Preparing the items for Chinese customs was frustrating to me. Initially both families agreed that since we are a ‘modern’ couple, we will do away with most of the traditions and keep it simple. But it wasn’t. As the date drew close, his side of the family wanted to buy/prepare the traditional things. We spent a good three afternoons (and I mean like 3hours+ per visit) at Chinatown in one particular shop. I personally wouldn’t recommend the shop but the salesperson is so good he
psycho-ed persuaded our parents, they just bought almost all from him anyway….-___-
The store I went to was:
32 New Market Road
#02-1030 People’s Park Food Centre
I will share what I remembered from my 过大礼 –
You will need to take leave if you’re working as both the bride and groom + parents, siblings and grandparents should be around for the ceremony.
From Groom’s side to Bride’s:
The quantity of the oranges is self-determined, but probably from 12 pcs onwards as you have the bride’s side will usually return half of the betrothal gifts. I think we prepared 16pcs or 24 pcs (8 or 12 each side).
2) Red paper
2 pieces were used to line the baskets holding these “prosperous” items
3) Dragon Phoenix candles and candle holders
2 sets each. The Bride’s side should return a pair of phoenix candles along with 2 candle holders to the Groom’s side after that.
Note: Different dialects has different requirements for the candles. Ours was based on Hokkien.
4) Pig’s Trotter
Some families I know still give the entire roast pig. But um, we’re not Cantonese, so canned pig’s trotters will do. For these we prepared 24 cans, Bride returns 12 cans.
5) Red banner cloth
Two pieces of big red banners to hang above your main door. Depending on what type of house you live in, get the correct length. Bride to return only 1 piece.
The groom should prepare 2 bottles of alcohol (wine/XO) that the future FIL likes and put them in a proper carrier. Bride’s side will not return the alcohol.
There is supposed to be a whole 安床 ritual, but that wasn’t going to be our main bed after marriage, so we decided to skip it just get new bedsheets, comforter, pillow and bolsters for now. 🙂
9) Four-piece Gold
Of course, there’ll be dowry/jewelry from Groom’s side. I think traditionally need Pin Jin (cash $) + Gold accessories (earrings, necklace, bracelet, ring) but I didn’t want most of them since I won’t be wearing them? But my family had requested for a pair of bangles, so we got a new pair which I get to choose the designs hehe ^^v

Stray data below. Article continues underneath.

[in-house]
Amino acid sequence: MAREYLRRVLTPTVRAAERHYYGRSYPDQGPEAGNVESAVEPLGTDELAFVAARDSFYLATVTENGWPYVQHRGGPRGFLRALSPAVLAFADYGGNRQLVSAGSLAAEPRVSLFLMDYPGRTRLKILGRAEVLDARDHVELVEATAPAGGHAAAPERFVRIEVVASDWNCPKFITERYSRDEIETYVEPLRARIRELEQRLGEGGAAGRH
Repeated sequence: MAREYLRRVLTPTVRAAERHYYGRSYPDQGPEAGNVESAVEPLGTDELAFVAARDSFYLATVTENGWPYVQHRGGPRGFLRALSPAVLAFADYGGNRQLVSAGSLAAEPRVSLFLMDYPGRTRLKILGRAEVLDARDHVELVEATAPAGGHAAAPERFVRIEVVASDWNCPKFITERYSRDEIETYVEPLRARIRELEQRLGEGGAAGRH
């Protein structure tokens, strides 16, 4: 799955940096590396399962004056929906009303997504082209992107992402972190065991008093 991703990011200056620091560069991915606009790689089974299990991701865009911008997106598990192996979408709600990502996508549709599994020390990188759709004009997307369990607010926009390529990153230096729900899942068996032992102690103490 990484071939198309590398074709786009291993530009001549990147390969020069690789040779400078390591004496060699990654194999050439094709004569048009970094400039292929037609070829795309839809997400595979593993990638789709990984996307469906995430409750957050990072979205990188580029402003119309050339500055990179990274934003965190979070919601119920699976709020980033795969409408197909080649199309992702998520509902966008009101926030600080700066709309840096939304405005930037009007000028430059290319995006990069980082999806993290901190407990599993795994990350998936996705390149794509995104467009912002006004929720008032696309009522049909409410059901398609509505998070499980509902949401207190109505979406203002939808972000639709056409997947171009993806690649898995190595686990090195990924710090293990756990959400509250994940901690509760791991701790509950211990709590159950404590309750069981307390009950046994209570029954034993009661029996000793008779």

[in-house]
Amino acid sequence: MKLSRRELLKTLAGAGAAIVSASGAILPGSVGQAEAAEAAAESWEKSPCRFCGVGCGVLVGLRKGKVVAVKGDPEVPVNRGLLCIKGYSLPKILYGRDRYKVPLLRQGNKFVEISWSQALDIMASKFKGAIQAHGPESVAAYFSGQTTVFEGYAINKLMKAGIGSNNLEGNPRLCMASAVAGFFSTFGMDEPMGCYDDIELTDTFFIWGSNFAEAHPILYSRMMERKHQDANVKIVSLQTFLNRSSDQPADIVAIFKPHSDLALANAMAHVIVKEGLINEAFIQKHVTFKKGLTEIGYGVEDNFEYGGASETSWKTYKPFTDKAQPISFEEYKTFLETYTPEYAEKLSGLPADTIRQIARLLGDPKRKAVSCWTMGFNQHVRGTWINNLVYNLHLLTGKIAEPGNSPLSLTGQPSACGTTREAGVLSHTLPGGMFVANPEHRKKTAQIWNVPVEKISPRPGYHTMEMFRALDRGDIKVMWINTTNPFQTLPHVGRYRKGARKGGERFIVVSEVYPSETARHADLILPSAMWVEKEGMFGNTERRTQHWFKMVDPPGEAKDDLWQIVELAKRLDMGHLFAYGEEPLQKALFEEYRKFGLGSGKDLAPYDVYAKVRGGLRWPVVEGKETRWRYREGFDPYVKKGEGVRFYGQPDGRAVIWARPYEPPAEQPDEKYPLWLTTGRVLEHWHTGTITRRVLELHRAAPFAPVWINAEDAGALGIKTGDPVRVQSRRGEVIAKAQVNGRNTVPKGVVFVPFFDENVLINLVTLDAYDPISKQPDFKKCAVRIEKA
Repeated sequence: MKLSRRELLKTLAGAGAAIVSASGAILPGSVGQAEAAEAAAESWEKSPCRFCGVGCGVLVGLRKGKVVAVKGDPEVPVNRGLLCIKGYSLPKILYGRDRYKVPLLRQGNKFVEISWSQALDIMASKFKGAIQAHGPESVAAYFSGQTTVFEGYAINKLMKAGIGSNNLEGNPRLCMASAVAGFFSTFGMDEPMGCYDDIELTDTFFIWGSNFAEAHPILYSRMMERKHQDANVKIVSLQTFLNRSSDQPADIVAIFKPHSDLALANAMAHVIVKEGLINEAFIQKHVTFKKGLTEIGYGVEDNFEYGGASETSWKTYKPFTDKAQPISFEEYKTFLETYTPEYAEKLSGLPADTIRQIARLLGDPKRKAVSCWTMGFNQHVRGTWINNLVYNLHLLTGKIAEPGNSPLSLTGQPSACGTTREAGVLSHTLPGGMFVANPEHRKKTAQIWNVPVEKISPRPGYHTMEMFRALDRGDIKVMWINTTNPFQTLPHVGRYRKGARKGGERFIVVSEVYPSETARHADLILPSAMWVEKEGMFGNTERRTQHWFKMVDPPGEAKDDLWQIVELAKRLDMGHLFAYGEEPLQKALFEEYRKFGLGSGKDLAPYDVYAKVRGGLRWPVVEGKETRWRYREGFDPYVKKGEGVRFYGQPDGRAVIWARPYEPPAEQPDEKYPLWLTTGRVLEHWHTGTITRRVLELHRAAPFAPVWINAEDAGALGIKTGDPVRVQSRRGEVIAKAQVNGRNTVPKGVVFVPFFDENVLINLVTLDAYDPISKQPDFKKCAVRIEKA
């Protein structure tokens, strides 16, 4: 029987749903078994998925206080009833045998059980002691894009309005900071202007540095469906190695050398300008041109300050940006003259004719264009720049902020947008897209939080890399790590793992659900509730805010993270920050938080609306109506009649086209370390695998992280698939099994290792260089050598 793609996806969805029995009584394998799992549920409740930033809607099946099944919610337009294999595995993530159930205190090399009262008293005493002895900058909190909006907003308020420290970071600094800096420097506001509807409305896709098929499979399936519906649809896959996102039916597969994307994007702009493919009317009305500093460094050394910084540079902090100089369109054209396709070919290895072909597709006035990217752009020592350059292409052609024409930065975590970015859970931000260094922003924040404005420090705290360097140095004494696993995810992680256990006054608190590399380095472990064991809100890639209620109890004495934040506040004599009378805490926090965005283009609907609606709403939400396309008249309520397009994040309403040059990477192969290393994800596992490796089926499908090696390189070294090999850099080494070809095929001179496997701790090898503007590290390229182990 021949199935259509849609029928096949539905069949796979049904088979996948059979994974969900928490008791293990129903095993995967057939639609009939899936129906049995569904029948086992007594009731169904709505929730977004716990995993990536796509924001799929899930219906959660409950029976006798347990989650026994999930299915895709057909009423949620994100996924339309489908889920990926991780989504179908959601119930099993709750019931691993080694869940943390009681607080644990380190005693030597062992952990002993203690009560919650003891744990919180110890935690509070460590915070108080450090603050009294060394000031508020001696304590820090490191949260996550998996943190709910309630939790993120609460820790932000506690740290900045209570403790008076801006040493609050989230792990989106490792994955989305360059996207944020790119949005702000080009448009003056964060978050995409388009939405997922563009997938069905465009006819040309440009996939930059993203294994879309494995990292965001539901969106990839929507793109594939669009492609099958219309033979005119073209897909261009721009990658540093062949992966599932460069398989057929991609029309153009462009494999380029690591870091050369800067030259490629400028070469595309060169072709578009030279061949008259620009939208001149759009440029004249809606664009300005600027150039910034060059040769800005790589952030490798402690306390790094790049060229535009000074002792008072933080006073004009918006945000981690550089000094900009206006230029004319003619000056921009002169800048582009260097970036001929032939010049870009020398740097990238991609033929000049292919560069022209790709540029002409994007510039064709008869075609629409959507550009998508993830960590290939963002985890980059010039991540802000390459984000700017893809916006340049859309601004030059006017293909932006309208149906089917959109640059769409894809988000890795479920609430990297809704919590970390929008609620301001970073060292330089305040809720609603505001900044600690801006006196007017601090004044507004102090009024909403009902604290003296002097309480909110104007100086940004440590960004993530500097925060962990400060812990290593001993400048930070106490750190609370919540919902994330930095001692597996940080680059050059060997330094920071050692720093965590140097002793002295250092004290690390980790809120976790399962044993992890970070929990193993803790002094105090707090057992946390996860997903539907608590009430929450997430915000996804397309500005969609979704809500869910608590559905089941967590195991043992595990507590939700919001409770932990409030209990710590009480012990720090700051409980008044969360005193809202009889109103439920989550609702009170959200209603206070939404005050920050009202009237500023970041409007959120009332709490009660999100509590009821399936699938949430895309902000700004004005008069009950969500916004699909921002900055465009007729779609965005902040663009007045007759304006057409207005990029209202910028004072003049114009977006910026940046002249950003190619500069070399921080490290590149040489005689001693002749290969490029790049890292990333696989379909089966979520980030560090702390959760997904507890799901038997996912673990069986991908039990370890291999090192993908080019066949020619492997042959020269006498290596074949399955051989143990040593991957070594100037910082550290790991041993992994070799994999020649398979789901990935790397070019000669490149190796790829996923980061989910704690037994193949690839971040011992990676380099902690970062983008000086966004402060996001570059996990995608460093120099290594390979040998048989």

Apparently there are quite a number of angbaos to prepare. On top of 聘金，the groom have to give angbaos to bride’s parents, sibling, grandparents, and the meipo/ dai kum jie/ wedding chaperone.
All items have a 囍 sticker on them.
1) Bedside lamps
By lighting a pair of lamps by the bedside, [添灯］ is the symbolic meaning of adding sons ［添丁］ to the family.
2) Tea set & bowls
For use during the tea ceremony. Comes in a set with 1 teapot, tray and 4 cups. 2 bowls for use to eat 汤圆 on the wedding day, 2 bowls for 面线/ vermicelli noodles after marriage.
3) Orange Juice
2 bottles of non-carbonated orange juice/syrup. ( So that the couple will not 生“气”）
4) Bathtub, potty bowl, baisin
For um, future baby use I think.
5) Toilet cup, toothbrush/paste
For Bride to use after marriage
6) Pyjamas & Slippers
This was annoying. I had already purchased for us but the guy insisted that the PJs have to be in long sleeve AND pants, in a single colour with no prints (flowery designs mean your partner will cheat/playboy). The newlyweds also have to wear the new bedroom slippers for the first 2 nights of marriage. PJs to be worn the eve of wedding day.
2 sets of body and face towels. DO NOT BUY FROM THEM for this item. Ours came in red and it was UNUSABLE because instead of drying myself, I became a red furry mess. Wth? The threads came off and stuck onto my body, literally ANG MOH -__- Showered a second time and had to call my mom to hand me another normal towel to dry myself. It is still unused till date. Lol. And their towels like freaking expensive can? Like $30/40+ for a set of damn ugly and gross towels.
8) 喜饼／Wedding cakes
Our relatives are older folks who wouldn’t eat cupcakes, so we kept to traditional with banana walnut cakes. 😀 Recently some couples prefer to give vouchers so the relatives can redeem whatever they want from the bakery.
9) Angbaos + facial towels
Bride also have to give angbaos and facial towels to Groom’s parents. This signifies that the future daughter-in-law will give the parents-in-law “面子”.
Upon delivery of the gifts, groom has to hang the banner for the Bride, along with the help of the chaperone.
|喜饼 from Pine Garden
Miscellaneous items to purchase will include 囍 stickers and decorations for the main doors and around the house.
|All done! Headed out for family lunch
|Bride’s hair combing set
Both the bride and groom will have to go through the hair-combing ceremony on the eve of the wedding day. We did it at about 11pm +, went on Skype and did it together.
The set includes the above items for the bride-to-be. The ribbon hairpin was meant to put in my hair, facial powder for mom to dab a little bit on my face, and the rest … didn’t touch them at all. Lol.
|The famous lines!
As both parents hold the comb together, they have to say these lines together out loud as well. Note that parents must comb beginning from forehead to the back, even if the groom/bride’s hair isn’t that long.
That’s about all I know for the 过大礼! Some dialect groups will require more traditions/ceremony, but this was good for us! I recall the Groom side spending $200+ (excluding canned trotters and alcohol) and Bride’s side $400+, it’s insane. :O
Also, it’s damn funny everyone wore red/orange on 过大礼 day, it feels like CNY! Hahaha. 恭喜恭喜！